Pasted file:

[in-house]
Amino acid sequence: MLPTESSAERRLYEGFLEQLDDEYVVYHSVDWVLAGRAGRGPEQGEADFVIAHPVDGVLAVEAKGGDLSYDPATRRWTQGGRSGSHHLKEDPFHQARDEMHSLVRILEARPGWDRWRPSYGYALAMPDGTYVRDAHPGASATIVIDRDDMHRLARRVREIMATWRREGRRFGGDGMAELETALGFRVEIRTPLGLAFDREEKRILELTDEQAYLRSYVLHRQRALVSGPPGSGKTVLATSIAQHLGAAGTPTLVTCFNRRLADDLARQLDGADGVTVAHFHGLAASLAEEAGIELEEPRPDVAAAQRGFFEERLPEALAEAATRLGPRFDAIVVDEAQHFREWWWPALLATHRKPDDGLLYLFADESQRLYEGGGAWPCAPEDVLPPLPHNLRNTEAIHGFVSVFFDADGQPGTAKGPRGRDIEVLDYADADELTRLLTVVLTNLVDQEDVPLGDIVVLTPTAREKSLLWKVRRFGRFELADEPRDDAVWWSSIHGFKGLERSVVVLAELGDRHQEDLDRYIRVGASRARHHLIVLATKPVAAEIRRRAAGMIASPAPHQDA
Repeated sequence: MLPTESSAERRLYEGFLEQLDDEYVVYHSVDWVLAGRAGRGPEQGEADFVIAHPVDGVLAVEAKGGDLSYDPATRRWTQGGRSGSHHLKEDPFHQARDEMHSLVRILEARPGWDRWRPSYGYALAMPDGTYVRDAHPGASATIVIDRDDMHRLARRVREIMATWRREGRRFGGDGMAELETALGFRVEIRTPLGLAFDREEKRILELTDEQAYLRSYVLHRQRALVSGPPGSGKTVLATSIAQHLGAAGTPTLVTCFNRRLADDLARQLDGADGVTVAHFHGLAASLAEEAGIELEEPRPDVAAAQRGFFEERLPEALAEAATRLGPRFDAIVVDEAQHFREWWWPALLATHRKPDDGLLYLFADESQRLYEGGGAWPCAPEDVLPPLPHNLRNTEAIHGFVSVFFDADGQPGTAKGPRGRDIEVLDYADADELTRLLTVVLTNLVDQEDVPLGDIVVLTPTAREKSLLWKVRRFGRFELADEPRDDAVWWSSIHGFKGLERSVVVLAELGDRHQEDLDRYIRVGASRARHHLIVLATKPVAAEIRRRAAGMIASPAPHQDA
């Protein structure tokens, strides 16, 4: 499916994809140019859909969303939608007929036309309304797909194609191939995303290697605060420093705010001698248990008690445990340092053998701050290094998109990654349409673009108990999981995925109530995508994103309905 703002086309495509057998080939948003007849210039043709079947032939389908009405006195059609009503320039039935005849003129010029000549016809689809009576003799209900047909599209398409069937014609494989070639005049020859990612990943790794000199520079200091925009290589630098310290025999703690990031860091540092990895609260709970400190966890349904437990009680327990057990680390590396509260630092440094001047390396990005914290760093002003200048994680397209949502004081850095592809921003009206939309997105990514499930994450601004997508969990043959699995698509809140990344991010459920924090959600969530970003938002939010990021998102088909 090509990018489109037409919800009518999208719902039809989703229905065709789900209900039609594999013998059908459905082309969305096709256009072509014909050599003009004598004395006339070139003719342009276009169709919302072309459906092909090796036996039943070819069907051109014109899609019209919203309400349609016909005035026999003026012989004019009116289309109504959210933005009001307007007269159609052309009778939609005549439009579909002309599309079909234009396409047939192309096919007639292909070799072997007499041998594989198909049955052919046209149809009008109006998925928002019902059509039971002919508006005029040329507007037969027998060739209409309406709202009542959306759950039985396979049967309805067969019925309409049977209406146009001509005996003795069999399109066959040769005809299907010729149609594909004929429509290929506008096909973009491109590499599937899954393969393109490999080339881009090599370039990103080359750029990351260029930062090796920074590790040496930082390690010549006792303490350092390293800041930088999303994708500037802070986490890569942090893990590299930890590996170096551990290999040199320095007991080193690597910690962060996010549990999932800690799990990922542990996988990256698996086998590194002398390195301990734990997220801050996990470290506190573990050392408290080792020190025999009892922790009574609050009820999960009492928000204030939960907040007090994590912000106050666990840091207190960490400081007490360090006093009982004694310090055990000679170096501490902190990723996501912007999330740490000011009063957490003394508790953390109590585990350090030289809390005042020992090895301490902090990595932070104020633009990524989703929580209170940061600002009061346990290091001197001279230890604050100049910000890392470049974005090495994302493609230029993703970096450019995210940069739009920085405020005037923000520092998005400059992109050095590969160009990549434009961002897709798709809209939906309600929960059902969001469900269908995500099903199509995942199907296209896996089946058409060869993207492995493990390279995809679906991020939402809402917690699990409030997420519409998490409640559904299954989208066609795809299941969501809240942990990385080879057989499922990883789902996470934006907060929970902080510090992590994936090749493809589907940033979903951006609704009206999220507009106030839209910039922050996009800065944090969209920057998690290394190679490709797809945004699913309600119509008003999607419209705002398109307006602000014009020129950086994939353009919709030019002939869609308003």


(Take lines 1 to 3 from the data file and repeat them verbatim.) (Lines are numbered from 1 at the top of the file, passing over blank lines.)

[in-house]
Amino acid sequence: MLPTESSAERRLYEGFLEQLDDEYVVYHSVDWVLAGRAGRGPEQGEADFVIAHPVDGVLAVEAKGGDLSYDPATRRWTQGGRSGSHHLKEDPFHQARDEMHSLVRILEARPGWDRWRPSYGYALAMPDGTYVRDAHPGASATIVIDRDDMHRLARRVREIMATWRREGRRFGGDGMAELETALGFRVEIRTPLGLAFDREEKRILELTDEQAYLRSYVLHRQRALVSGPPGSGKTVLATSIAQHLGAAGTPTLVTCFNRRLADDLARQLDGADGVTVAHFHGLAASLAEEAGIELEEPRPDVAAAQRGFFEERLPEALAEAATRLGPRFDAIVVDEAQHFREWWWPALLATHRKPDDGLLYLFADESQRLYEGGGAWPCAPEDVLPPLPHNLRNTEAIHGFVSVFFDADGQPGTAKGPRGRDIEVLDYADADELTRLLTVVLTNLVDQEDVPLGDIVVLTPTAREKSLLWKVRRFGRFELADEPRDDAVWWSSIHGFKGLERSVVVLAELGDRHQEDLDRYIRVGASRARHHLIVLATKPVAAEIRRRAAGMIASPAPHQDA
Repeated sequence: MLPTESSAERRLYEGFLEQLDDEYVVYHSVDWVLAGRAGRGPEQGEADFVIAHPVDGVLAVEAKGGDLSYDPATRRWTQGGRSGSHHLKEDPFHQARDEMHSLVRILEARPGWDRWRPSYGYALAMPDGTYVRDAHPGASATIVIDRDDMHRLARRVREIMATWRREGRRFGGDGMAELETALGFRVEIRTPLGLAFDREEKRILELTDEQAYLRSYVLHRQRALVSGPPGSGKTVLATSIAQHLGAAGTPTLVTCFNRRLADDLARQLDGADGVTVAHFHGLAASLAEEAGIELEEPRPDVAAAQRGFFEERLPEALAEAATRLGPRFDAIVVDEAQHFREWWWPALLATHRKPDDGLLYLFADESQRLYEGGGAWPCAPEDVLPPLPHNLRNTEAIHGFVSVFFDADGQPGTAKGPRGRDIEVLDYADADELTRLLTVVLTNLVDQEDVPLGDIVVLTPTAREKSLLWKVRRFGRFELADEPRDDAVWWSSIHGFKGLERSVVVLAELGDRHQEDLDRYIRVGASRARHHLIVLATKPVAAEIRRRAAGMIASPAPHQDA